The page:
A Beginner's Guide to Cider (the Fun Kind)

It’s the tipple for fall. And we've got one for every drinker.

By The Editors

A Beginner's Guide to Cider (the Fun Kind)
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04 December 2015

Cider is one of the world's great drinks.

Non-fans complain that it's too sweet. Our opinion? They just haven't tried a great cider yet, many of which are either bone dry or just this side of it.

Your correspondent should know: she's traveled to all the world's historic cider-producing regions (Northern Spain, France, Germany, the U.K.) and als makes her own out of a house she built on an apple orchard north of San Francisco.

So, here's a sampling of the different possibilities at your disposal, as organized by your current beverage of choice.

For the Craft Beer Fiend

How about a cider that's been enhanced with some extra flavor? Taking a cue from the craft beer world, ciders are increasingly being augmented with botanicals like hops (ME's Urban Farm Fermentory), chilis (WA's Finnriver), ginger (OR's 2 Towns) or other fruits, like sour cherries (OR's Reverend Nat's).

For the Sour Beer Drinker

Are you a fan of gose or other sour-style beers? Then some of the wild fermented ciders would probably be right up your alley. They're tart and a little funky, and always unfiltered. Good examples are Troy or 101 Ciderhouse out of California, Millstone in Maryland, and Black Duck from the Finger Lakes in New York.

For the Bourbon Hound

Then there are the repurposed barrel-aged ciders, many of which take advantage of the remnants of fine spirits oozing their way into the mix. Two of my personal favorites are New England Cider Company's Barrel Aged (CT) and Schilling's Barrel Aged #2 (WA). For less boozy, more oaky/vanilla examples, look to Tilted Shed's Barred Rock (CA) and Potter's Craft Oak Barrel Reserve (VA).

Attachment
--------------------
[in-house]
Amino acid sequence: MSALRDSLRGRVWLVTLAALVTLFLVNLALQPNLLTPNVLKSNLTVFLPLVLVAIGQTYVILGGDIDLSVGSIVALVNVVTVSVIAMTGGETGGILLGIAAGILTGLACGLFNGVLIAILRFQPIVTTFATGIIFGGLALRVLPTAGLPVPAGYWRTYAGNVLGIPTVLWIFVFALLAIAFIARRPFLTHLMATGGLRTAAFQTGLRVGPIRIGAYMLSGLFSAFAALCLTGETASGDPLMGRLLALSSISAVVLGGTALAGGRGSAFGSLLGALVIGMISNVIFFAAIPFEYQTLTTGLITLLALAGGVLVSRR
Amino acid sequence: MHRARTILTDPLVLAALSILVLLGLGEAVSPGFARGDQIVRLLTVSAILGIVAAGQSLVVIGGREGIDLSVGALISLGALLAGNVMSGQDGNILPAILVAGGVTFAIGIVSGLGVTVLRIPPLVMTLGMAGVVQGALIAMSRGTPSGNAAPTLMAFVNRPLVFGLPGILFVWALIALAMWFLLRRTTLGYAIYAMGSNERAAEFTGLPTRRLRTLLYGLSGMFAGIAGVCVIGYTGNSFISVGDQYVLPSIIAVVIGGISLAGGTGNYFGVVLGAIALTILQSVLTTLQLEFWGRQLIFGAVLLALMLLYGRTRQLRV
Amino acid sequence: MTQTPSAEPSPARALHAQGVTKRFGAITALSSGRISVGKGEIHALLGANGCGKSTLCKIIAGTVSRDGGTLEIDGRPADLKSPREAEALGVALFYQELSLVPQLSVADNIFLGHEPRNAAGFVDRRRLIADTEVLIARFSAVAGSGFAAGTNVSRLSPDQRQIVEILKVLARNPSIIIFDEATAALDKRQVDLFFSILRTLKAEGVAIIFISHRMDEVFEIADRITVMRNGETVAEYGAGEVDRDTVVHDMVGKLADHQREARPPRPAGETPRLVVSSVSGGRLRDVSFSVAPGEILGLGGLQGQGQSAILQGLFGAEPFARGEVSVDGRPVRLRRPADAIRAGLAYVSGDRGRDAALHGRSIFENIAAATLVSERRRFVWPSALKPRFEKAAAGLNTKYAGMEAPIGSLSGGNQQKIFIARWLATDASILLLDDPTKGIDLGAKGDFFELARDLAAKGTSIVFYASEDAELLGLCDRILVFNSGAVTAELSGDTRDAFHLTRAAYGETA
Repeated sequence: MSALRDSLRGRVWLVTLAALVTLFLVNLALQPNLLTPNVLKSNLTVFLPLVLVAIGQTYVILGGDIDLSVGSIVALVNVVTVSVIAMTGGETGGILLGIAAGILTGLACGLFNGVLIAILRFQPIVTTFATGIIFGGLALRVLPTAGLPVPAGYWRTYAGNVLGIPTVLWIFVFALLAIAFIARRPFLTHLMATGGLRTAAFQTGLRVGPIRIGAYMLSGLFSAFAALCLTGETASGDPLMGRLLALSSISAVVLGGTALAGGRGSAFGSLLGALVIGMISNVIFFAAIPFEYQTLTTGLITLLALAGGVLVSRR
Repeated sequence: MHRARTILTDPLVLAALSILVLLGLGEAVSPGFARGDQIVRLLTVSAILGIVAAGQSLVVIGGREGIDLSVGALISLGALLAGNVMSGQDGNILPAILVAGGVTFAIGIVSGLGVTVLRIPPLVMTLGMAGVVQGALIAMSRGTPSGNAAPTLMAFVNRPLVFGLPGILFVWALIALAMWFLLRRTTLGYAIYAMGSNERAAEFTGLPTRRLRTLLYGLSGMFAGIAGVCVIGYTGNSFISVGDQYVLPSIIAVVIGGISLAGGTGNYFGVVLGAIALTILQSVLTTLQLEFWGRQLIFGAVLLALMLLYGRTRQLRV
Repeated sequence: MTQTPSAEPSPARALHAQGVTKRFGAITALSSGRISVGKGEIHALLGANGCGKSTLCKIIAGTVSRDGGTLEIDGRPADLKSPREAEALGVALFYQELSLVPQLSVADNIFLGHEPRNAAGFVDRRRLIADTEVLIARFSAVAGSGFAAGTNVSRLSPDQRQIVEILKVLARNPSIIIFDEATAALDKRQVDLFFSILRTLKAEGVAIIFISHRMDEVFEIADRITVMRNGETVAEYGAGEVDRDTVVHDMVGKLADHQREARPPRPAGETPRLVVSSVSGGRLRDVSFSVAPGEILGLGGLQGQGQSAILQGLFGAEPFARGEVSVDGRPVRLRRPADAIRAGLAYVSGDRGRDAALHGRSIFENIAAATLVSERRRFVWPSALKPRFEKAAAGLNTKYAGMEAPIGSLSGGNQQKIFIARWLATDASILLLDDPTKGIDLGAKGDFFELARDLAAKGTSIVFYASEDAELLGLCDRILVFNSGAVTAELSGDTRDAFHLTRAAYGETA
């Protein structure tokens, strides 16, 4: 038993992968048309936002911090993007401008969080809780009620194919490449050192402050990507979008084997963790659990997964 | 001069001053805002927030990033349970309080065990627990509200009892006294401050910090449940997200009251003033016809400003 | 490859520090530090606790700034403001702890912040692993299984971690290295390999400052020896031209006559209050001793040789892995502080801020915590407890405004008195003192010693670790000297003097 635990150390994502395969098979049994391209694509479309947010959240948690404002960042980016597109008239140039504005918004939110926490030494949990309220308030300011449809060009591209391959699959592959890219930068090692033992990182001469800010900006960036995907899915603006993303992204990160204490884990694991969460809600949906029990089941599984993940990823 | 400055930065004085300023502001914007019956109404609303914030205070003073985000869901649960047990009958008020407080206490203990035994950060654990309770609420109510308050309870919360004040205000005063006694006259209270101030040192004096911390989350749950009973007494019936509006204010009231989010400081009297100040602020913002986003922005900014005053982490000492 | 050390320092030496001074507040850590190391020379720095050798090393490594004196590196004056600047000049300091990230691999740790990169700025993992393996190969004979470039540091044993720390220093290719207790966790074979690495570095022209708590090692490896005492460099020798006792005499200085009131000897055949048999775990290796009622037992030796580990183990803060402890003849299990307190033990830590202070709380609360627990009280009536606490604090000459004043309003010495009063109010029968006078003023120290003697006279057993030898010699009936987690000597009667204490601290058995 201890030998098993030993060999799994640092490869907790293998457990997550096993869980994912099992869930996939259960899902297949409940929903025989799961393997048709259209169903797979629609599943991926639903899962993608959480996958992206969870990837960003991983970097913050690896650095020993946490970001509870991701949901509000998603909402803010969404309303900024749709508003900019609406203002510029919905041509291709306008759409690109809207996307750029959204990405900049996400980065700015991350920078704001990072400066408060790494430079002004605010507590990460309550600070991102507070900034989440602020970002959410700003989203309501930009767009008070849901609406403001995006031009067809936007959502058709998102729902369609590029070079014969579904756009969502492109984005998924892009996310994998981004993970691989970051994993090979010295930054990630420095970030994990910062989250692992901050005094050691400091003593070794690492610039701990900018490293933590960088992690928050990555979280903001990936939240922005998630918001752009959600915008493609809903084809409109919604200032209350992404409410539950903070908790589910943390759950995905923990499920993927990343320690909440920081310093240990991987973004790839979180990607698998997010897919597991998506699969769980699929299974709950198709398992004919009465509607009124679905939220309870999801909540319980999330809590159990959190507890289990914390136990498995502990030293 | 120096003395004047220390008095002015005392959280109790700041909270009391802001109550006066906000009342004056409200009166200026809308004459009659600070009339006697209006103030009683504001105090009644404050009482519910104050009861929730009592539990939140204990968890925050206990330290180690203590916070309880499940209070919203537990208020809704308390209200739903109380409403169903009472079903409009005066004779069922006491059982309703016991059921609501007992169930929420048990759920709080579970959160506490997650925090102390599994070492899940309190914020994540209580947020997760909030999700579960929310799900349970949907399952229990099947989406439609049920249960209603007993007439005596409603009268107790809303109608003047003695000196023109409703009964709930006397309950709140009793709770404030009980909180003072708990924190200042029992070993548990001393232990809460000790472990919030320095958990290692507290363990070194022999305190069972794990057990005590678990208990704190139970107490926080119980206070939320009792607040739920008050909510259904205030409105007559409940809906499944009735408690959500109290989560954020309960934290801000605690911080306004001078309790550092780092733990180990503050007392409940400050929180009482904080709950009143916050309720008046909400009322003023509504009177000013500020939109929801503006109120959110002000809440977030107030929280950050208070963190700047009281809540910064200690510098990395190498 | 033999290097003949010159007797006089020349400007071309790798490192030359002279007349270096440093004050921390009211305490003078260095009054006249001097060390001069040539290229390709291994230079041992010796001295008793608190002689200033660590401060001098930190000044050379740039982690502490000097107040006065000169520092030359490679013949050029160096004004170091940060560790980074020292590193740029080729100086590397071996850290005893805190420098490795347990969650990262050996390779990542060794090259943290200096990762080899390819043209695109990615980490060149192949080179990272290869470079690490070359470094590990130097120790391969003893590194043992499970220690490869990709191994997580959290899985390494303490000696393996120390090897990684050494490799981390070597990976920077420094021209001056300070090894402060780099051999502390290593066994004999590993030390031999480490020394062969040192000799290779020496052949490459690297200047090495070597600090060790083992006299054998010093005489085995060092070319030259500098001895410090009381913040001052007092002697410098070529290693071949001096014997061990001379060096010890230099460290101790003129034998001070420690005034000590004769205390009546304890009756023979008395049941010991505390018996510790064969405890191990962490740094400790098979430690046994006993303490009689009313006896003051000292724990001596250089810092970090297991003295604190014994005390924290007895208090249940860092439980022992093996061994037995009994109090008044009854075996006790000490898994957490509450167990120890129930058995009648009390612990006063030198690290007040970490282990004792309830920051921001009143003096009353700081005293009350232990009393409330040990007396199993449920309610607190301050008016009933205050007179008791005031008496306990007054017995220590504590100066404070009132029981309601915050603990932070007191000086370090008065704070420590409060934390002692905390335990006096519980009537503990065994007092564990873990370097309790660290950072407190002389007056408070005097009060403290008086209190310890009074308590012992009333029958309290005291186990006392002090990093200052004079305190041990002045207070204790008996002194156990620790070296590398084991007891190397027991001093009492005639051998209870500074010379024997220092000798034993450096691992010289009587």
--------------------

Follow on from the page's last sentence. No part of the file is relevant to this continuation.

For the Fine Diner

Looking to pair a cider with a hearty, three-course meal? There are some amazing still ciders that can compete with any white wine and a few reds as well. The best are crafted from true cider apples: apples you probably wouldn't want to eat because of their bitter tannins. It's those same tannins that give these ciders their fullness and structure. Great examples are Serious Cider (VA's Foggy Ridge), Albee Hill (NY's Eve's Cidery) and Extra Dry or Dooryard (NH's Farnum Hill).

For Times That Call for Popped Bottles

There are any number of stunning dry sparkling ciders that can easily stand in for a brut Champagne. Try Eden's Sparkling Dry (VT), Traditions Ciderworks' Riverwood (OR) or Aaron Burr's Appinette (NY), which is featured on Eleven Madison Park's tasting menu in New York.

For Dessert

To finish things off, you can go with tart/sweet rich/spicy ice ciders (think ice wine, but with apples). Some of the best in the country, if not the world, are made in Vermont by Eden Speciality Ciders. Neige, made by La Face Cachée du Pomme in Quebec, is another fine example.

Then there are distilled products like apple brandy (Neversink Spirits' unaged is a personal favorite) or pommeau (apple brandy cut with fresh juice such as EZ Orchards' Pomme), which are a whole different barrel of fun.

We hope you'll give this iconic American drink another try. Head to your nearest cider pub (NY's Wassail; SF's Upcider; Chicago's The Fountainhead; Seattle's Capitol Cider) and see just what you've been missing.

We'll convert you yet.

Words by Darlene Hayes. Want to know more? Check out Darlene’s cider blog or her recently released book, Cider Cocktails: Another Bite of the Apple.

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